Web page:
// h is the handle that we want to share with a new CFred object
    
    CFred *MakeFred(HANDLE h)
    {
     // Create another handle that refers to the same object as "h"
     // All error checking removed for expository purposes
     HANDLE hDup;
     DuplicateHandle(GetCurrentProcess(), h,
                     GetCurrentProcess(), &hDup,
                     0, FALSE, DUPLICATE_SAME_ACCESS);
     return new CFred(hDup);
    }
    

    The fix is one word, highlighted in blue. We give the duplicated handle to the CFred object. That way, it gets its own handle which it is free to close any time it wants, and it won't affect anybody else's handle.

    You can think of DuplicateHandle as a sort of AddRef for kernel objects. Each time you duplicate a handle, the reference count on the kernel object goes up by one, and you gain a new reference (the new handle). Each time you close a handle, the reference count on the kernel object drops by one.

    In summary, a handle is not a reference-counted object. When you close a handle, it's gone. When you duplicate a handle, you gain a new obligation to close the duplicate, in addition to the existing obligation to close the original handle. The duplicate handle refers to the same object as the original handle, and it is the underlying object that is reference-counted. (Note that kernel objects can have reference from things that aren't handles. For example, an executing thread maintains a reference to the underlying thread object. Closing the last handle to a thread will not destroy the thread object because the thread keeps a reference to itself as long as it's running.)

  • The Old New Thing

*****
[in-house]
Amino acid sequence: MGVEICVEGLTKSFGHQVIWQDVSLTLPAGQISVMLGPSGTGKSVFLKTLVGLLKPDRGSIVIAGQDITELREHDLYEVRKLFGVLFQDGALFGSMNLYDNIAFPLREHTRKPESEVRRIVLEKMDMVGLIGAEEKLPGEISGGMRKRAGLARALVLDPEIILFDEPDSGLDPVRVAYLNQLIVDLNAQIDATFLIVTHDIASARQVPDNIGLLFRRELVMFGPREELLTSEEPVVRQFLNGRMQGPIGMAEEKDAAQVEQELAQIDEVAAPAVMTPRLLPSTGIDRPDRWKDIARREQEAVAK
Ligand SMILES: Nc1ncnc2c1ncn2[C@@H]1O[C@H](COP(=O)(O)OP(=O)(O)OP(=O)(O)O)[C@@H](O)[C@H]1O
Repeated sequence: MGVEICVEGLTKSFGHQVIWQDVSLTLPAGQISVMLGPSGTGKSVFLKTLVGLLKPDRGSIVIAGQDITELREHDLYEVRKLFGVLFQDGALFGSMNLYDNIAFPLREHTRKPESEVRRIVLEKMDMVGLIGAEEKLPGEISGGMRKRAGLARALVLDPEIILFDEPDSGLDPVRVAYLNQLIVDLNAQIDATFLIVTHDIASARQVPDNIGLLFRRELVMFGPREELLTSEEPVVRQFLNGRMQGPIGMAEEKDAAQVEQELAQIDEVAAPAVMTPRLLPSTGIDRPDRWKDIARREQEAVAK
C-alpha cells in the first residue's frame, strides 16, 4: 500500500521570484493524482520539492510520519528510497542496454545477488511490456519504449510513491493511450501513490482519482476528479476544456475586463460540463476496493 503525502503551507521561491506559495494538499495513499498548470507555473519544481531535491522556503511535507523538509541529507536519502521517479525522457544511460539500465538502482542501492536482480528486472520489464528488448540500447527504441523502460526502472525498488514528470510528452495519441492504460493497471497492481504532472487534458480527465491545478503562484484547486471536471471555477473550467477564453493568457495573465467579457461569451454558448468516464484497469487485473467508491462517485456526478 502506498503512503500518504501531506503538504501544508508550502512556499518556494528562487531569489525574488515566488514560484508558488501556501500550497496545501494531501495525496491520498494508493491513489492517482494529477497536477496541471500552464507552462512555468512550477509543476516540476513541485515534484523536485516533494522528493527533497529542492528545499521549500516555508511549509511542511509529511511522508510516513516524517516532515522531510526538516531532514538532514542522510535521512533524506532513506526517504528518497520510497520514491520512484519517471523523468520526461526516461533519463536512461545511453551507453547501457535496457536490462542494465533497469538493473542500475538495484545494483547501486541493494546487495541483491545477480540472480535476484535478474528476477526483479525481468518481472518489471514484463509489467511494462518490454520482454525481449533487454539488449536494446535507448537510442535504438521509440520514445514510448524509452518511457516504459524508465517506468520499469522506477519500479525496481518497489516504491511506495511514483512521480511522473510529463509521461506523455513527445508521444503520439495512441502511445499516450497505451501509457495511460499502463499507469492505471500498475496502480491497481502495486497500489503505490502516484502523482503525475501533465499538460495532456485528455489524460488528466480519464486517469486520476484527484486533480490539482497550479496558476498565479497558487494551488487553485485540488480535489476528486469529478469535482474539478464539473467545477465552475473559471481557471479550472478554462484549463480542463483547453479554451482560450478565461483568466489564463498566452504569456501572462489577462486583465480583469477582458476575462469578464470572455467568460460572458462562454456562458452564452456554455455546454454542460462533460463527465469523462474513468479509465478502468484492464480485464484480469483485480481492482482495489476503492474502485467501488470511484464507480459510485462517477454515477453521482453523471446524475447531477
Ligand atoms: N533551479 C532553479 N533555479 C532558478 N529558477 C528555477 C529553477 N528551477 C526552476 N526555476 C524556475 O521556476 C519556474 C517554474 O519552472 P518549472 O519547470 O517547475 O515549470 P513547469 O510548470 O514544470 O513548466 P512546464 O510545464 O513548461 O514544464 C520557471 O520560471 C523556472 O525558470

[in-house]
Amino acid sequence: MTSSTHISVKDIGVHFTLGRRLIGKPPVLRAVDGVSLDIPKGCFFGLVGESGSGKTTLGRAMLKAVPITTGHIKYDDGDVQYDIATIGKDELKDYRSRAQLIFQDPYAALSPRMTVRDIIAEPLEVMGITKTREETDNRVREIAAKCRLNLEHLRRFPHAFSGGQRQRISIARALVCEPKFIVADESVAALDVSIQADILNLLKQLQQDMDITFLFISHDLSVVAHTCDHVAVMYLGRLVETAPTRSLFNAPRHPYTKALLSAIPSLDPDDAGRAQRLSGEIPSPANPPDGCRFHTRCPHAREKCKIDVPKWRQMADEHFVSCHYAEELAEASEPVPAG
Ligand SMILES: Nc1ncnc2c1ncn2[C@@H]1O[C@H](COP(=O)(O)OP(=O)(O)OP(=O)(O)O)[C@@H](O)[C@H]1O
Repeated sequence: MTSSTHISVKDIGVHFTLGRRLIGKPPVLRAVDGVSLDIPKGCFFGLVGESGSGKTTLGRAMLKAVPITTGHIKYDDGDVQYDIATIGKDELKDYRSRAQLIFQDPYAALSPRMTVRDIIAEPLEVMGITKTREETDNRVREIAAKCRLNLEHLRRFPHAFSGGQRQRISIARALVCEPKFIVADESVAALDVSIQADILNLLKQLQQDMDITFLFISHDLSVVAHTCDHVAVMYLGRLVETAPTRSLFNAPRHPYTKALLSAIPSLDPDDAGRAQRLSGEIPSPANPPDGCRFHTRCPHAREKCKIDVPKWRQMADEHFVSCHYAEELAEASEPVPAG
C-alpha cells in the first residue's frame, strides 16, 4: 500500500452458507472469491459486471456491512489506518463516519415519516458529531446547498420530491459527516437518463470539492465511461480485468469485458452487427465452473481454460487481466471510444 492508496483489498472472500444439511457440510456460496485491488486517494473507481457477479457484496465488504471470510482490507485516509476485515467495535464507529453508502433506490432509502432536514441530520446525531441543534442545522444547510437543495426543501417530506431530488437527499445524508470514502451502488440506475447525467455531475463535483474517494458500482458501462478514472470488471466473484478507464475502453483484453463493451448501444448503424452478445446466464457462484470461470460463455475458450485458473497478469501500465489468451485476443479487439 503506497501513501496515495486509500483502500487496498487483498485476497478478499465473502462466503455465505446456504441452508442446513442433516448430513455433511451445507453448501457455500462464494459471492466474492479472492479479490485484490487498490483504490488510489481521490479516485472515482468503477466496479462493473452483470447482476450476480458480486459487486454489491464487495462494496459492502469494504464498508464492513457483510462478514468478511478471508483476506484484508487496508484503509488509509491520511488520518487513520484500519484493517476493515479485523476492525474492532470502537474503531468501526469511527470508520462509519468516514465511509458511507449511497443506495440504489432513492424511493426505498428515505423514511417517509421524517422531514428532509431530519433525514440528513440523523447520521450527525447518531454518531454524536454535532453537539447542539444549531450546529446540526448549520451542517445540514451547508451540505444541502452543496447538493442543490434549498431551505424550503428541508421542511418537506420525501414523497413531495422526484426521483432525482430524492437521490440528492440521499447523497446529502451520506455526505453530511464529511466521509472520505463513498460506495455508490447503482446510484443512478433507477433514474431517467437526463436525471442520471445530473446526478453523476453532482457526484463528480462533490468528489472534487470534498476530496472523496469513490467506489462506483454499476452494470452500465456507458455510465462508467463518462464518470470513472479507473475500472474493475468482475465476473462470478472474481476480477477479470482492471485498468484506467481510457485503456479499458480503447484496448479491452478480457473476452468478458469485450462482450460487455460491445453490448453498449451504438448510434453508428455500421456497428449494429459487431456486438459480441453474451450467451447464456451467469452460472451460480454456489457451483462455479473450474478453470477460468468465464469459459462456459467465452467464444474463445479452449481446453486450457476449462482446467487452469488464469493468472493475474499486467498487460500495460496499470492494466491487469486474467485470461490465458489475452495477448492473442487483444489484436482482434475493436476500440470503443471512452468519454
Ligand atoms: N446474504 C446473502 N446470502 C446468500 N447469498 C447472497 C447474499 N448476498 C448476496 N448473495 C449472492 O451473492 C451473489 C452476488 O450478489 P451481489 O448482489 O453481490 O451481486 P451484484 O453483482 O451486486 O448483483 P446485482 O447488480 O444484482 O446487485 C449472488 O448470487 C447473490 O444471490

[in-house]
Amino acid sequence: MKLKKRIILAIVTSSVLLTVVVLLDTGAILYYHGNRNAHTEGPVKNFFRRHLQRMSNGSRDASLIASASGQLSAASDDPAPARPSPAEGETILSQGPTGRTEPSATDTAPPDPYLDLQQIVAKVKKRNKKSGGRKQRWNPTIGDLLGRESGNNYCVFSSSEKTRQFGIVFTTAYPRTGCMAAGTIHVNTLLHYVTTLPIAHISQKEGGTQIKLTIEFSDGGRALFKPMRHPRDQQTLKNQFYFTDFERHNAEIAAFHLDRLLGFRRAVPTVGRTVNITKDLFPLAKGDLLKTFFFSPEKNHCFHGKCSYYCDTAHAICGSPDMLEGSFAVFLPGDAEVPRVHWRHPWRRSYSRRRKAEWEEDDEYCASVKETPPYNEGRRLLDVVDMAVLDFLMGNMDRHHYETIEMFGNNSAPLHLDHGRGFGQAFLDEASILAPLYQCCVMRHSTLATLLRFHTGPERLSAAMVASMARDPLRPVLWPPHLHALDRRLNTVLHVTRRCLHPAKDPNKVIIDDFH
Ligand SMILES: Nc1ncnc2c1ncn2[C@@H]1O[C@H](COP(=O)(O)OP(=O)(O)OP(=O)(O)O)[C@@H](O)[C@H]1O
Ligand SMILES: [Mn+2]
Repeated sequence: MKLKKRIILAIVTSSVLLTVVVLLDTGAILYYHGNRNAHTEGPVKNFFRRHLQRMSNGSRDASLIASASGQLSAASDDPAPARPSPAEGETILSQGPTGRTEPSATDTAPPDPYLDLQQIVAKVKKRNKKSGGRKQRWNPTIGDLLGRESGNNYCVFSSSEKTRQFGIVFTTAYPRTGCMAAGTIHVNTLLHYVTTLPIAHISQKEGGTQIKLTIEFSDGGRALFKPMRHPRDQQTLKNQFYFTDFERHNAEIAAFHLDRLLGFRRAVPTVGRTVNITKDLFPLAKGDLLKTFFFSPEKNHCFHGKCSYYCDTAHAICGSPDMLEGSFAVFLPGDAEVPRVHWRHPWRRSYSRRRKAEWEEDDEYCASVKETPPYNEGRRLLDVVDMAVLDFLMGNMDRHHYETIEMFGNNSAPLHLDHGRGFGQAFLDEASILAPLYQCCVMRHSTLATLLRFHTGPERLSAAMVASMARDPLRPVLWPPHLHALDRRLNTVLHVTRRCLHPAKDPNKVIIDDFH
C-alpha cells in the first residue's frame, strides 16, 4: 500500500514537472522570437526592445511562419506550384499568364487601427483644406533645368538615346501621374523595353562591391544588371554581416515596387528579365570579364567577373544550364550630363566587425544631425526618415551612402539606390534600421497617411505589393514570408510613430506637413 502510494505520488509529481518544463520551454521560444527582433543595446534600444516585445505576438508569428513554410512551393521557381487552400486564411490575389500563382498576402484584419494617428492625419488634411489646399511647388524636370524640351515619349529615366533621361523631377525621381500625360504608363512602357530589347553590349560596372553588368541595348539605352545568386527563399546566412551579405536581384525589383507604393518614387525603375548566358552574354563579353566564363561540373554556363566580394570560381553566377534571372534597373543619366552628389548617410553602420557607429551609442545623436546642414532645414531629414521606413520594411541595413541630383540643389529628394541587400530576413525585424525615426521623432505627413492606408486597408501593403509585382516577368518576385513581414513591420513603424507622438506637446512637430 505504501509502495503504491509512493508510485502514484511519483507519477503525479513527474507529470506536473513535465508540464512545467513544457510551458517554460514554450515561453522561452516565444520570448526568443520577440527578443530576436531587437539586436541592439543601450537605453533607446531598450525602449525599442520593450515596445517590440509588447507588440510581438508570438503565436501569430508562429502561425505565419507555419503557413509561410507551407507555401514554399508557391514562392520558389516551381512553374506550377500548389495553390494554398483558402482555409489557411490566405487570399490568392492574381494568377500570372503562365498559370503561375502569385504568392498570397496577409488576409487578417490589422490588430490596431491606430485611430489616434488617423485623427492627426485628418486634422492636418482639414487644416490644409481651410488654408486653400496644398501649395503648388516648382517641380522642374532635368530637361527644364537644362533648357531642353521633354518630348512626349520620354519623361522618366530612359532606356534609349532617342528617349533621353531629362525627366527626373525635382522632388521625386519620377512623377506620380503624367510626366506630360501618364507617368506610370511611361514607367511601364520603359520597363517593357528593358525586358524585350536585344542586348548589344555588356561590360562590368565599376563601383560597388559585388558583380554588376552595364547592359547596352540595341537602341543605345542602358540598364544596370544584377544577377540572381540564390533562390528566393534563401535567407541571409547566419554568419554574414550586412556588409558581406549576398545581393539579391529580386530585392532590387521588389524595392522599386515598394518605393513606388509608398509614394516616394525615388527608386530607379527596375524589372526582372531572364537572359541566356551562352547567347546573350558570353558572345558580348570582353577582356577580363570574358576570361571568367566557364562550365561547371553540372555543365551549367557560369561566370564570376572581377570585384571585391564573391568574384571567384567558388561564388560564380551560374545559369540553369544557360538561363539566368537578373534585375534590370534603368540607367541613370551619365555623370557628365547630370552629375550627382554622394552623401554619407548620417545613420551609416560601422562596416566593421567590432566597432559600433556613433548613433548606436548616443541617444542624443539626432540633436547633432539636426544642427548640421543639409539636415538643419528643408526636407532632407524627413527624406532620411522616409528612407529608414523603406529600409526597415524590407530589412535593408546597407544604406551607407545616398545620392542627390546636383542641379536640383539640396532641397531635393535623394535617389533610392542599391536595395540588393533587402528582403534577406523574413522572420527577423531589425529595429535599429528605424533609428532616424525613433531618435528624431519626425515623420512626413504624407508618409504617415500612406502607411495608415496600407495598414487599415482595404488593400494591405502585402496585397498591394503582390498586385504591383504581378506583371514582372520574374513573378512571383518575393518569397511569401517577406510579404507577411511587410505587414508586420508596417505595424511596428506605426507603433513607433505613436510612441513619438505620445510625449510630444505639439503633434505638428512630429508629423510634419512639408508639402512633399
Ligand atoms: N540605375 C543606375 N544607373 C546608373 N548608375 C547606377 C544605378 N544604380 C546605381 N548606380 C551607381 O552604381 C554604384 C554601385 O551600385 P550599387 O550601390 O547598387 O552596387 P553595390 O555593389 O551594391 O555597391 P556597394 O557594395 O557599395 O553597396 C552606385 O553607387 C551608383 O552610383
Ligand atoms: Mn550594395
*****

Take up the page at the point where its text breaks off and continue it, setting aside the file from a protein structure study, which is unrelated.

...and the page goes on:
Airport travel tip: LAX Terminal 6 (United)

    • 15 Comments

    When you enter Terminal 6 and turn right to enter the security queue, there are two sets of security equipment. If you are directed to the far set of equipment, you will find three lines for screening. At the point at which you have to choose which line to take, you can't see how your decision is going to play out. The arrangement is effectively the same as at Newark: You want to take the rightmost line, number three in the diagram below.

    1 >>>------------------------+
    2 >>>------------------+     |
    3 >>>------------+     |     |
                     |     |     |
                     v     v     v
    
  • The Old New Thing

    With a new Start menu come new keyboard shortcuts

    • 54 Comments

    With the new Windows Vista Start menu, the keyboard shortcuts have once again been reorganized. You used to be able to hit the Windows key and then type L to call up the Log off menu, and then L again to trigger the logoff. Or you can hit the Windows key and then type I to launch Internet Explorer if you've been so careful to ensure that Internet Explorer is the only program that you run frequently which begins with the letter I. With Windows Vista, the keyboard focus is on the Search box when you open the Start menu, so these one-letter shortcuts are treated as the start of a search.

    The designers of the Windows Vista Start menu realized that the loss of these one-letter shortcuts was a drawback of the new design. Their rationale for the change was that they were providing quick two- or three-letter shortcuts to hundreds of programs and documents that users frequently use, at a cost of one-letter shortcuts to a very small number of programs.